ATP Tour

SA tennis duo set sights on ATP Finals

Kevin Anderson (AP)
Kevin Anderson (AP)
Cape Town - It might not be in the "over the moon" category, but this has been a year of encouraging signs of improved attitudes and notable achievements for South African tennis.

In the first instance the appointment of industrious Richard Glover as TSA CEO has helped eliminate the suspicion that the once-thriving South African tennis set-up has become becalmed in a state of inactivity and indifference.

The promotion from the depths of what is effectively the third division of the Davis Cup to the Euro-Africa Group One in 2018 was another step in the right direction and Kevin Anderson's unexpected qualification for the US Open final aroused enthusiasm for a South African tennis player unequalled here since the Wayne Ferreira era 15 years ago - forgetting momentarily via a state of tennis amnesia that the bludgeoning, 6ft 8in serving specialist has declined to represent his country in the Davis Cup for more than six years.

And now what could be described as the appetising icing on the cake of South African tennis progress, should it succeed, is the bid of Anderson and Raven Klaasen to respectively qualify for the elite singles and doubles ATP Finals in London in November for the first time the country would be represented in both events since they were combined in a single entity.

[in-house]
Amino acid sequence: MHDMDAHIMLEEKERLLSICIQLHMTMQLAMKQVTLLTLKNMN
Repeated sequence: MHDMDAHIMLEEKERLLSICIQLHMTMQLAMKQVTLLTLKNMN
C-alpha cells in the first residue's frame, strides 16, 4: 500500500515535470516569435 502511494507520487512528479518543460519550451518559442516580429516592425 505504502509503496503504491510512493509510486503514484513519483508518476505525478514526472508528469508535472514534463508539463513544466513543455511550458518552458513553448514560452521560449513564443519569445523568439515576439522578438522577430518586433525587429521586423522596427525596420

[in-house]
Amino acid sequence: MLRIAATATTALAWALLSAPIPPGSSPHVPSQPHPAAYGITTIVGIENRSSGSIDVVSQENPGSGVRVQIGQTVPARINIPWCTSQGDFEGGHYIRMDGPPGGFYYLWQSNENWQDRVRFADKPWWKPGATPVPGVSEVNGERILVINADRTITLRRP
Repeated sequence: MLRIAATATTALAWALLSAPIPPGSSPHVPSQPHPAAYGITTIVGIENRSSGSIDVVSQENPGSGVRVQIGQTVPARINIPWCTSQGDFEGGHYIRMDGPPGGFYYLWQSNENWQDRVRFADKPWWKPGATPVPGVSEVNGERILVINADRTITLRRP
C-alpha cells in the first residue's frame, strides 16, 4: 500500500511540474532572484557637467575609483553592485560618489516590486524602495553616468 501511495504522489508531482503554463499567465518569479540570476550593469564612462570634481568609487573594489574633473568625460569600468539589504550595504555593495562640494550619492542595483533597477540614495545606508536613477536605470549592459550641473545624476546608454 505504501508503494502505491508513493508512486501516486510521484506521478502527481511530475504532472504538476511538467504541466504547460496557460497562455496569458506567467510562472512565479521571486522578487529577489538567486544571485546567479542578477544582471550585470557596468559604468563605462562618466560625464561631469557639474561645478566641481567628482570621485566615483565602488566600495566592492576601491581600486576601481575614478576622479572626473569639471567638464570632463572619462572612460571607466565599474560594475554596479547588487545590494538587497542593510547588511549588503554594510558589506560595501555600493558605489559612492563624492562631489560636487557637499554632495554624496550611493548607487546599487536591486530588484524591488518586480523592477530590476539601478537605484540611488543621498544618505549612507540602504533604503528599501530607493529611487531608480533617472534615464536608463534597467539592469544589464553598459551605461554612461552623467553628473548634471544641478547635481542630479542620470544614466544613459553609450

At this moment both Anderson and Klassen are tantalisingly on the outside looking in as far as ATP Finals qualification is concerned, with Anderson placed 11th in the race for the eight singles places and Klaasen in partnership with American partner Rajeev Ram ninth in line for the eight doubles positions.

Anderson, however, after gaining 1 200 qualifying points from his sterling exploits at Flushing Meadows, is better-placed than his 11th position would suggest because Stan Wawrinka and Novak Djokovic, who are positioned ahead of him, have both indicated they will not play again this year while recuperating from injuries.

This leaves Anderson in what is effectively ninth qualifying position, one behind Sam Querry,  but  with a host of other formidable contenders like David Goffin Tomas Berdych, Milos Raonic, Roberto Bautista Agut, Jo-Wilfried Tsonga, Nick Kyrgios and Kei Nishikori bidding to join the top eight.

It all suggests a hectic and intriguing battle for the last of the eight qualifying places which might only be decided after the final Masters tournament of the year in Paris at the end of October.

As for the doubles, Klaasen and Ram - who were beaten finalists in the ATP Finals last year -  were positioned within the top eight for much of the current year, but a recent slump has relegated the pairing to ninth, while Klaasen's individual world doubles ranking has slipped from 10th to 18th.

But whatever the final outcome of the intriguing run-in, to have South Africans involved in the race for both ATP Finals places right up to the finishing line is a development in the right direction.

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